Angola is a large, southwestern land with a population of 24.3 million people. This vast country is home to a wide variety of landscapes–boasting semi-desert shores, rugged southern highlands, bustling northern cities and a thinly populated rainforest interior. Although Angola is one of the major producers of oil in Africa, it still bears the scars of a 27-year civil war that devastated the country after its independence.
The official language of Angola is Portuguese, but many Angolans speak Bantu languages along with Umbundu, Kimbundu and Kikongo. Angolan culture is a mixture of Portuguese and African traditions and music has a central role in Angolan life. The drum is often highlighted in Angolan music. Other noteworthy instruments are the mpungu, a trumpet, and the hungu and mbulumbumba, types of gourd resonated with a musical bow. Sadly, the civil unrest and resulting poverty that has ravaged Angola has provided little opportunities for musical professionals. In fact, the Ministry of Culture has had tight-fisted control over Angola’s production of commercial music since the country’s independence. However, despite these barriers, the informal sectors of musical expression have blossomed and flourished in Angola. Contemporary Angolan music weaves traditional African sounds with influences from Brazil, Cuba, the Caribbean and the United States.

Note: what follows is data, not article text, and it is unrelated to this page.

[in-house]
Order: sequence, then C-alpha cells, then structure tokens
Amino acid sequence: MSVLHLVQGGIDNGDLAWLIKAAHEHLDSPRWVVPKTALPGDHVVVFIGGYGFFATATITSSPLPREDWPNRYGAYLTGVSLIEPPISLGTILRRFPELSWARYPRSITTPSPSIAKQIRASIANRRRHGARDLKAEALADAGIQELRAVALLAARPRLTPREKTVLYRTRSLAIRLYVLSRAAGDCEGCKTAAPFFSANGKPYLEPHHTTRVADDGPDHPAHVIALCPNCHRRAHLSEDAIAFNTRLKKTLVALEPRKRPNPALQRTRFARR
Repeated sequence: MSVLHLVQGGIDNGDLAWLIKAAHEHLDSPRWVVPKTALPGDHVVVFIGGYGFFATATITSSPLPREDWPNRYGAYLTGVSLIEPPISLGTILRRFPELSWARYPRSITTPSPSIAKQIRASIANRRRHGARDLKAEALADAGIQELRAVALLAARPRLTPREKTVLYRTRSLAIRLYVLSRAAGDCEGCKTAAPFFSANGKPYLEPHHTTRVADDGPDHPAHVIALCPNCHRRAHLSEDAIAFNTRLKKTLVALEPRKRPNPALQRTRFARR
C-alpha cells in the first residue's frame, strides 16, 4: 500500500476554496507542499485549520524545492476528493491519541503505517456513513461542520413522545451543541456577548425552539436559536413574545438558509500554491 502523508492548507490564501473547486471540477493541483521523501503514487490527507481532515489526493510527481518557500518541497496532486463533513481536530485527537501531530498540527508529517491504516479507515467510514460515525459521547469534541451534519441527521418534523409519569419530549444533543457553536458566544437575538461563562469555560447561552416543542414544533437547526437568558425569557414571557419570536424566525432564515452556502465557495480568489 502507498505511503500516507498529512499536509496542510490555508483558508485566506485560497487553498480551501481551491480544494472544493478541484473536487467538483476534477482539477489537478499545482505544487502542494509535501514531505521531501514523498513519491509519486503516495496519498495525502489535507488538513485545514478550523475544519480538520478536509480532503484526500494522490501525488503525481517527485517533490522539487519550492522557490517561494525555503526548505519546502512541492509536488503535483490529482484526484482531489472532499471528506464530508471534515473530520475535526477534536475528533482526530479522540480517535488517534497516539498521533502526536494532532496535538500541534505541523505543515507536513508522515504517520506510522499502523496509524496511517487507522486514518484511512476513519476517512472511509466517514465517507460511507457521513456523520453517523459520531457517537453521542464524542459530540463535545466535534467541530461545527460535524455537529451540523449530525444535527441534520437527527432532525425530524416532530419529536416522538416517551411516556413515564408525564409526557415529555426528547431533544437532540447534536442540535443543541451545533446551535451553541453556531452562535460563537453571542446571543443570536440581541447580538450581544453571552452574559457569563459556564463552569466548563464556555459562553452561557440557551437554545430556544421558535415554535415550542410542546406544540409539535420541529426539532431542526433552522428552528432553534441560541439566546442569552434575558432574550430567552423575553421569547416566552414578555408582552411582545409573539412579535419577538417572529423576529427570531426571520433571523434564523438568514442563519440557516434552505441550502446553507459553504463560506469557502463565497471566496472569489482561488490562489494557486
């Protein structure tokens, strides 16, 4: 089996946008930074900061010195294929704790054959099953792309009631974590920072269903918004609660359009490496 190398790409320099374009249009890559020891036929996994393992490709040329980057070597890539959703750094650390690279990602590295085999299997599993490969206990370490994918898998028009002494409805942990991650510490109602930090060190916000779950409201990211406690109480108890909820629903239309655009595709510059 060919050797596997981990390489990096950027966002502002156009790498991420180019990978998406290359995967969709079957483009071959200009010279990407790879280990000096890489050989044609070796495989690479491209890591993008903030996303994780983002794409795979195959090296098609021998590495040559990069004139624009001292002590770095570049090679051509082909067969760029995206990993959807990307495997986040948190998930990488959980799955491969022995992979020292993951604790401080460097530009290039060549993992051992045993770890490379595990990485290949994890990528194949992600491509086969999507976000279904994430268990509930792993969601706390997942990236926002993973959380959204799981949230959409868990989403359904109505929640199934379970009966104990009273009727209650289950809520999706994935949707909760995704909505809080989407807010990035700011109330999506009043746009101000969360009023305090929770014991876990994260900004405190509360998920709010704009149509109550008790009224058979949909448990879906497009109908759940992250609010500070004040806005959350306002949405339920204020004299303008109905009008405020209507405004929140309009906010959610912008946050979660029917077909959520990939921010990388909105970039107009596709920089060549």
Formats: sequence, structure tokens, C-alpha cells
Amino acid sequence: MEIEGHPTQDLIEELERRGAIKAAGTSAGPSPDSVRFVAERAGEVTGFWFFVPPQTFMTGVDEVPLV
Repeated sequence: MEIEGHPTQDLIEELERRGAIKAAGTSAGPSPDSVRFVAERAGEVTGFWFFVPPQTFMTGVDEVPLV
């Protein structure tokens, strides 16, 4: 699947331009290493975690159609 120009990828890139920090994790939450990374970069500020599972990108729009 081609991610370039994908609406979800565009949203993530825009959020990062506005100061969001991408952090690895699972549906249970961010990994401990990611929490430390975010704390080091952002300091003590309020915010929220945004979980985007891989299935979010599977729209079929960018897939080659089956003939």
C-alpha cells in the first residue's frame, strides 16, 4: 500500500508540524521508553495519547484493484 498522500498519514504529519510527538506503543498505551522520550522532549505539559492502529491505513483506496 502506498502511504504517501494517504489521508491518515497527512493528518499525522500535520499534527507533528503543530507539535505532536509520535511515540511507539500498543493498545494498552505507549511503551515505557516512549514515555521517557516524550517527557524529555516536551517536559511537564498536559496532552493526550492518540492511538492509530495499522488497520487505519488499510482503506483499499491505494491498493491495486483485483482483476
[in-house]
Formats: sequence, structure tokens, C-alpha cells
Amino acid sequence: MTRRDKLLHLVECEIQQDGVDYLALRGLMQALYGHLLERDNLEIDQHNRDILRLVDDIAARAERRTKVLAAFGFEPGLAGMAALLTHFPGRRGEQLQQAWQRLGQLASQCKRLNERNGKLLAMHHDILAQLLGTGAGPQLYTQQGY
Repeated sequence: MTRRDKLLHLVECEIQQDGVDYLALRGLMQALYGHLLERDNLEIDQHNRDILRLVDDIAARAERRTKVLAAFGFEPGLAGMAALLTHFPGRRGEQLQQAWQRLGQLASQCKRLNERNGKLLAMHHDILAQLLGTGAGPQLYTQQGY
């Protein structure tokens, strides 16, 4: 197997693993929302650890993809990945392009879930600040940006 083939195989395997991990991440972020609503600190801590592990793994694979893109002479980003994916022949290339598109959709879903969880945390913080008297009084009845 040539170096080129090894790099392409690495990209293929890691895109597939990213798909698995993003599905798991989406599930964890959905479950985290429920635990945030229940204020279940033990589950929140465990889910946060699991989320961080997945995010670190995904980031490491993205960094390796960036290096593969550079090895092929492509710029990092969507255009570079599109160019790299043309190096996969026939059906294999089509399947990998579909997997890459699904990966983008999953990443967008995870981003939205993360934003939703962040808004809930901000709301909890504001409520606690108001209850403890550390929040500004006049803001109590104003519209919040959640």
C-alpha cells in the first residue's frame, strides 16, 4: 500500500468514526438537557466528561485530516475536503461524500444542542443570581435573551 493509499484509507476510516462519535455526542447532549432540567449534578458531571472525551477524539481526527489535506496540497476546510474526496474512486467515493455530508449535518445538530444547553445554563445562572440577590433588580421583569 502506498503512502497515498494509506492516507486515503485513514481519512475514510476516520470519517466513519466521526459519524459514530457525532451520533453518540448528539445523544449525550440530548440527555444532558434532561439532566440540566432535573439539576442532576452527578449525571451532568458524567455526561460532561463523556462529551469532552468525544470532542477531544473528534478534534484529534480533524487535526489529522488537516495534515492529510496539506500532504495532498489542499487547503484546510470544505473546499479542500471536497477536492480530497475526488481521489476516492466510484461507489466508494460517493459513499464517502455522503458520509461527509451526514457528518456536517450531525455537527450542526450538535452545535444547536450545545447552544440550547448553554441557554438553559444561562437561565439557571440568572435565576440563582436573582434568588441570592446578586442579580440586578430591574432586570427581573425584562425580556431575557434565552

Angola is home to many species of fauna customarily found in Africa’s savanna lands, such as lions, elephants, and zebras, along with a rich variety of birds and reptiles. Until the late 1800s, portions of northern Angola were blanketed by a lush rainforest. However, much of this rainforest has been drastically diminished by logging, agriculture and subsequent desertification. The country’s climate has a considerable dry season and its land is frequently afflicted by droughts, particularly in the south. As such, Two-thirds of Angola is now covered by savanna (scattered trees and grasslands) and deep deposits of infertile sands. Its biodiversity has been gravely threatened. Additionally, because of Angola’s inadequate infrastructure and swelling population, food and potable water are scarce, particularly in rural areas.
Angola has suffered a long history of political unrest. After Portuguese colonial masters withdrew from Angola in 1975, rival independence movements fought for power up until 2002. Decades-long separatist conflicts still simmer in Angola. Abuses against civilians have been alleged by human rights groups. Jose Eduardo dos Santos has been in power in Angola since 1979. President dos Santos has a strict control over all aspects of political life in Angola.
The internet has become the primary medium for expression in Angola and in 2014, there were 4.3 million internet users. However, In 2015, President dos Santos called for stricter regulation of social media to crack down on political activism and dissent. Radio is now the most influential form of media outside the capital of Angola, but, the state controls all media nationwide. The state-run Radio Nacional de Angola (“RNA”) is the only radio station that offers programs in indigenous languages. Although RNA is the only broadcaster that has almost national coverage, private stations operate in cities and the Angolan constitution provides for the freedom of expression.
Coming soon… “Natureza” by Banda Progresso, brought to you by the National Geographic Okavango Wilderness Project.